Aside from his own initiatives - like the James Dyson Foundation and the James Dyson Award, Dyson believes that we simply need more focus on science and engineering.
"We have great universities, but not enough young graduates to show for it," he suggests.
"In the UK, there are 37,000 engineering vacancies every year, but only 22,000 graduates. Many British companies have potential but a lack of skilled people can hold up invention and export.
"At Dyson we are trying to double our engineering team to 700. It is taking longer than planned. Britain's recent 'budget for making things' is promising but green shoots take a long time to develop; training in university must reflect that, in line with support for business."
He suggests that simple changes at schools could help: "Science and Engineering will be our future. Holding these subjects in high esteem is a good way of creating interest amongst our young people who will come up with the ideas of the future.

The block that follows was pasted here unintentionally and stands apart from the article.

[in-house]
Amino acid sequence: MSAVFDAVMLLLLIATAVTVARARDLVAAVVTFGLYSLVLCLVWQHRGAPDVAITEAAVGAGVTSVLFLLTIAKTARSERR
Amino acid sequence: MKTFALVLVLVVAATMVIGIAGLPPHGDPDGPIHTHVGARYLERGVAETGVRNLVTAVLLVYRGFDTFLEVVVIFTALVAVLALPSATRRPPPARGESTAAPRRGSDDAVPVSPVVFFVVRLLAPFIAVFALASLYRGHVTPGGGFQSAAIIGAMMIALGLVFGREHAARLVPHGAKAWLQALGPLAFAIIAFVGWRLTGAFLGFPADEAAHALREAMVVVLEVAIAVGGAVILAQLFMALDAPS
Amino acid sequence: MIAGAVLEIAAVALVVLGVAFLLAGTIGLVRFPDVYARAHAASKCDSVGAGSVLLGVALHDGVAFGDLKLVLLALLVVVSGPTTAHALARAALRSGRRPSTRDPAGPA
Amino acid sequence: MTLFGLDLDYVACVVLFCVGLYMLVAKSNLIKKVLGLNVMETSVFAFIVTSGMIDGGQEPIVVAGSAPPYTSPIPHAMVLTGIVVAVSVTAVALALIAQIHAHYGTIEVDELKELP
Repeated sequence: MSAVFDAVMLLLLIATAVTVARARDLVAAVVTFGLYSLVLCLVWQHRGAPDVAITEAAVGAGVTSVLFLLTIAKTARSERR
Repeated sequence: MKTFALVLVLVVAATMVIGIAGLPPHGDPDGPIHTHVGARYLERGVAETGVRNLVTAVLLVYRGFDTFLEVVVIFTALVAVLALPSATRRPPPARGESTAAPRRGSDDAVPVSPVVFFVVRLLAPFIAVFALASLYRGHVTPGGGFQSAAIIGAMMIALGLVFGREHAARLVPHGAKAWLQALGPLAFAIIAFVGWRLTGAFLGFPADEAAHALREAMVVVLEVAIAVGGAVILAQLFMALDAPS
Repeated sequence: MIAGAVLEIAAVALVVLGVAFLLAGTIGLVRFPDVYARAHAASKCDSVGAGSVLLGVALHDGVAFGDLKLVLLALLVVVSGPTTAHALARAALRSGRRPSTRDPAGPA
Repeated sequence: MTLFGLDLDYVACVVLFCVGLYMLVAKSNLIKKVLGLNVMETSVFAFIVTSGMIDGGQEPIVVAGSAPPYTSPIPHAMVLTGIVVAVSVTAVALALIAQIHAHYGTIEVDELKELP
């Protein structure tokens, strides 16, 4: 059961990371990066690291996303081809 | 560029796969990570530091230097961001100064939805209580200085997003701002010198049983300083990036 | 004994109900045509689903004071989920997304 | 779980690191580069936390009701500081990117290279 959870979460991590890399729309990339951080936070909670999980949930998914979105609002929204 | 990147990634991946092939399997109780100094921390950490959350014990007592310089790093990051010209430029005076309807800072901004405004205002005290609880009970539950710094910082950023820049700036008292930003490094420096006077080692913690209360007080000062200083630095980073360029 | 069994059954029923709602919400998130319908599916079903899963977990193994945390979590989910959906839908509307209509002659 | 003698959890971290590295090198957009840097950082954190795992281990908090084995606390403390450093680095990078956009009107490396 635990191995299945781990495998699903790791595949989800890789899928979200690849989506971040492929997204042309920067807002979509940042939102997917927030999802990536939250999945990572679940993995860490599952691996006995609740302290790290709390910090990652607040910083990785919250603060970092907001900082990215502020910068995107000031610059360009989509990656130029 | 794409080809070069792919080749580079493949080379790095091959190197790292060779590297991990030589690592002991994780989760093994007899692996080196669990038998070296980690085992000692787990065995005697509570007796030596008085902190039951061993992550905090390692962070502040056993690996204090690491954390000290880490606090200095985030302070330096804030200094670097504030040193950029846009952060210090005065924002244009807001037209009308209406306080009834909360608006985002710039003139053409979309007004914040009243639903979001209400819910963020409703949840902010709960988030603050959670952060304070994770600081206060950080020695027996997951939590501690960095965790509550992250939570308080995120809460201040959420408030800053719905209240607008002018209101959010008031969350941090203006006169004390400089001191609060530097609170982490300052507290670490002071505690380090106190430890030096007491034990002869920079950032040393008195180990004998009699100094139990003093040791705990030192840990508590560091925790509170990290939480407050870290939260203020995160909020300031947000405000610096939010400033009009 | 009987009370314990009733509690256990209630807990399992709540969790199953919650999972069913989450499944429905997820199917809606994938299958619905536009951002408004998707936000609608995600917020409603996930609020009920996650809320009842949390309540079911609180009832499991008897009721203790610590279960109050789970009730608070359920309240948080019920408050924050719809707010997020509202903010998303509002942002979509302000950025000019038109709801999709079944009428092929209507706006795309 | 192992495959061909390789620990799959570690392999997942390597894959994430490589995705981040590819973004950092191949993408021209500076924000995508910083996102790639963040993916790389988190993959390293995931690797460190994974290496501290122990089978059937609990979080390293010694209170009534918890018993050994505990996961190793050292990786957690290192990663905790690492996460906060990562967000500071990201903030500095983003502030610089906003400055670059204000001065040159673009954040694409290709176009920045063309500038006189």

"Changes to the national curriculum could sideline subjects like Design & Technology. It should be encouraged instead; it combines the practical with the academic.
"It just needs an image change - a start would be calling it Design, Technology & Engineering."
Ultimately, however, Dyson believes that we need to get back to actually making tangible things, rather than sinking our efforts solely into the burgeoning digital world.
"Britain has a great heritage of invention and a thirst to adopt good technology." he says
"Digital fads are fine, but don't stand alone. We need to focus on creating products - tangible exports - which will contribute to long-term economic growth.
"We have great universities but we don't make the most of technology from them. It is the government's job to bring business and universities closer, so that their ideas can be commercialised."
So what one thing would Dyson suggest to rescue British tech? "Galvanise young people – we need to back them in education so they can be the new inventors of the future."